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Eredivisie: Match-fixing attempts uncovered by Dutch probe

Dutch football is the latest European country to be hit by match-fixing scandals.

Ibrahim Kargbo (right) of Willem II in an earlier Eredivisie game
Ibrahim Kargbo (right) of Willem II in an earlier Eredivisie game

Attempts to fix the result of a Dutch league match seven years ago have been uncovered by a Dutch football association (KNVB) investigation, it said on Monday.

It is the first time such a case has been established in the Netherlands, the KNVB added in a statement.

It said the probe had uncovered a bid by Ibrahim Kargbo, then a player at Willem II Tilburg, to fix the outcome of a league match against FC Utrecht in August 2009 in co-operation with convicted Singaporean fraudster Wilson Raj Perumal.

"Dutch football is one of the last in Europe to lose its innocence in this matter," said KNVB operational director Gijs de Jong.

"We have long warned this could happen in the Dutch league but it is still difficult to swallow now that this has been established. Hopefully it will add urgency in the Netherlands to the fight against this plague."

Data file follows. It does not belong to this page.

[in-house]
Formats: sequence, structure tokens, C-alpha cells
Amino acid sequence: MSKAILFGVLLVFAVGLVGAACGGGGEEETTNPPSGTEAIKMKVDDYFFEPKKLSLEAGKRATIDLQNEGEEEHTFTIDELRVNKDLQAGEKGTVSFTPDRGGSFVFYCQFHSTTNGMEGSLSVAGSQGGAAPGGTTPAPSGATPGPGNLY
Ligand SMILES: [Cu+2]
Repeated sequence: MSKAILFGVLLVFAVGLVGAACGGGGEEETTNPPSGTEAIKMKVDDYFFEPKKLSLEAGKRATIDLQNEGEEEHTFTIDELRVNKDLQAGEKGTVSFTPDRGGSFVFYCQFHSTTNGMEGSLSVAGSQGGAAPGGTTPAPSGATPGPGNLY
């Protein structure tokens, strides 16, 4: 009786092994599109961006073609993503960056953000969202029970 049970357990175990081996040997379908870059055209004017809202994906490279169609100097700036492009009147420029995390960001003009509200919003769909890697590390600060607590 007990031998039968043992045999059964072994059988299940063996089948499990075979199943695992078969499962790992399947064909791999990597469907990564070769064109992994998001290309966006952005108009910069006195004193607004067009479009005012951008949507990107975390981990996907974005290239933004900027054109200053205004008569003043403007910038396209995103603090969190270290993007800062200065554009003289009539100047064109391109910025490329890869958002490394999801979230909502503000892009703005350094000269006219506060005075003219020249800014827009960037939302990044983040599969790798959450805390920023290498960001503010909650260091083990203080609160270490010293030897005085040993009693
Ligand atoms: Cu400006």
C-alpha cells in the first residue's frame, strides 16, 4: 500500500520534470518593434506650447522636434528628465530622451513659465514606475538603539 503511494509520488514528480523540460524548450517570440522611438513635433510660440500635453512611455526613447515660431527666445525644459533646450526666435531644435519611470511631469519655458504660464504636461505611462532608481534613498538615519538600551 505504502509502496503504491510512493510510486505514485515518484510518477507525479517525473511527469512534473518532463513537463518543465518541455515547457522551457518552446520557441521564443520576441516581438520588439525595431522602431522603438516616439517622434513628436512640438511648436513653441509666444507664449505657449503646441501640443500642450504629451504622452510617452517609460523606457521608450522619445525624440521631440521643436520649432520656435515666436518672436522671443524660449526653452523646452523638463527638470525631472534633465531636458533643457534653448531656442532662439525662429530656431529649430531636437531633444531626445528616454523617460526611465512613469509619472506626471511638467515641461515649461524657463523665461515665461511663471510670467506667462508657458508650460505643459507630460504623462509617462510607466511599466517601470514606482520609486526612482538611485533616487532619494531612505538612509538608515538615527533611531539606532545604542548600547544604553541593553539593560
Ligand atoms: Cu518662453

The KNVB said Kargbo had promised the then captain Michael Aerts and a third unidentified player would work together with him to throw the match against Utrecht in return for 25,000 euros ($28,025) each.

But although Utrecht won 1-0, Perumal, who has already been prosecuted and jailed in other countries for match fixing, refused to pay saying the agreement had been for a win by more than a single goal.

"Nevertheless, it has been established that they agreed on the outcome of the match. There is not enough legal evidence to determine whether Aerts was involved and it is unclear who the third person was," added the KNVB statement.

Benefit matches also under the scanner 

It also said a benefit match between Willem II and the Sierra Leone national team in November 2009 was specifically organised with the objective of manipulating the result on behalf of an Asian betting syndicate.

Results of Sierra Leone national team in other competitions might also have been fixed by Kargbo, who was captain of the team, according to the statement.

Allegations made by a Dutch newspaper last year that other Willem II matches had been manipulated were not proven, the statement added, with KNVB saying it would send the report to soccer governing bodies FIFA and UEFA and the Dutch police.

The 33-year-old Kargbo, who last played at English non-league club Thamesmead Town, would not be allowed to participate in any capacity in Dutch football in the future, said the statement.

Kargbo has already been suspended in Sierra Leone for alleged match fixing.

Perumal, 50, has featured in cases involving more than 100 manipulated matches around the world and been jailed in Finland and Hungary.

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